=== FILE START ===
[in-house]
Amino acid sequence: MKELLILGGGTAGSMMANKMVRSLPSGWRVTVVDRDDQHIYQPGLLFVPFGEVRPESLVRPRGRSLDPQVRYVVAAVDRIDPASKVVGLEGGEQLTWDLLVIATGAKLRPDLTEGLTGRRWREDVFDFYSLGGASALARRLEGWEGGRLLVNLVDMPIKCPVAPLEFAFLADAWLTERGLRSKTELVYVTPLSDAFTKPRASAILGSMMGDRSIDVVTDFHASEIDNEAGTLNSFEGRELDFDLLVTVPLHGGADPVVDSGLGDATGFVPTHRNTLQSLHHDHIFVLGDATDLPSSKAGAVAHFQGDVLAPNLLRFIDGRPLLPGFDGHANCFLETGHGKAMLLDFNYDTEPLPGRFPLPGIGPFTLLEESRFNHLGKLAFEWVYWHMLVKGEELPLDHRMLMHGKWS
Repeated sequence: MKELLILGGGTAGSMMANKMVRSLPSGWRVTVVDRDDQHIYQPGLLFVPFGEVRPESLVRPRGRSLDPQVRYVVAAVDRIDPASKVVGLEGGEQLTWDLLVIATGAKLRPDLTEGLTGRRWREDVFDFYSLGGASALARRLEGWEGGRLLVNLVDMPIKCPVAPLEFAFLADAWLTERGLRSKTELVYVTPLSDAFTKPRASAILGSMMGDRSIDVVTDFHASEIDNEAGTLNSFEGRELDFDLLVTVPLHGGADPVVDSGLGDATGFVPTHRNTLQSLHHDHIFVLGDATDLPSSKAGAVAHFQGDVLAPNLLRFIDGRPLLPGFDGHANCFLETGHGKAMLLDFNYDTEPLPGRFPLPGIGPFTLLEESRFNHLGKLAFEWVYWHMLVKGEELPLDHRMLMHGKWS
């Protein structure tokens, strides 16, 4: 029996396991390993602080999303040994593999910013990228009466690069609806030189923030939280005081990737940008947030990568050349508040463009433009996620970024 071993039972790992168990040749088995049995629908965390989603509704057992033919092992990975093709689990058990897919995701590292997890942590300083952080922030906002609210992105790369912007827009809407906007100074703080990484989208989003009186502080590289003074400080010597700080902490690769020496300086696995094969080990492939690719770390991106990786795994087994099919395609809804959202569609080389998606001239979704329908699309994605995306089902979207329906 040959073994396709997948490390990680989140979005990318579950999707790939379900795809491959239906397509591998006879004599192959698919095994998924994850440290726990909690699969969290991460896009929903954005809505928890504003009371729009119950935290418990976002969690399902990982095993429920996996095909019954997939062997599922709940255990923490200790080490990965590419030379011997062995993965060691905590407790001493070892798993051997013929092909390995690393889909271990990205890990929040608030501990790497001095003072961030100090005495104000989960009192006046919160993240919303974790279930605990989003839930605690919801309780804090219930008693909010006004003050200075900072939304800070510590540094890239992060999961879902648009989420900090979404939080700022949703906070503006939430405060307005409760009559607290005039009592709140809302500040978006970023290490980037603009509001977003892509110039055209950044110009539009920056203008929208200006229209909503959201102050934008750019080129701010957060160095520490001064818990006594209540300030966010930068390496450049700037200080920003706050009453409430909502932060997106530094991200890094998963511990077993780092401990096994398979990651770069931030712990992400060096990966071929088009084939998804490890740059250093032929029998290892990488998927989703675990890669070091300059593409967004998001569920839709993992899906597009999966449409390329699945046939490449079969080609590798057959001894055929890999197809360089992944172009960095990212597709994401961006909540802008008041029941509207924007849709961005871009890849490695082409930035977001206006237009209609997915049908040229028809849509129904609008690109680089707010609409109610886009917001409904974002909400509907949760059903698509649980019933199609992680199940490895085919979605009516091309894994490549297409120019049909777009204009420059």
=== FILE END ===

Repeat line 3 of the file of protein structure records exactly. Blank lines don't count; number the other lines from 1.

Repeated sequence: MKELLILGGGTAGSMMANKMVRSLPSGWRVTVVDRDDQHIYQPGLLFVPFGEVRPESLVRPRGRSLDPQVRYVVAAVDRIDPASKVVGLEGGEQLTWDLLVIATGAKLRPDLTEGLTGRRWREDVFDFYSLGGASALARRLEGWEGGRLLVNLVDMPIKCPVAPLEFAFLADAWLTERGLRSKTELVYVTPLSDAFTKPRASAILGSMMGDRSIDVVTDFHASEIDNEAGTLNSFEGRELDFDLLVTVPLHGGADPVVDSGLGDATGFVPTHRNTLQSLHHDHIFVLGDATDLPSSKAGAVAHFQGDVLAPNLLRFIDGRPLLPGFDGHANCFLETGHGKAMLLDFNYDTEPLPGRFPLPGIGPFTLLEESRFNHLGKLAFEWVYWHMLVKGEELPLDHRMLMHGKWS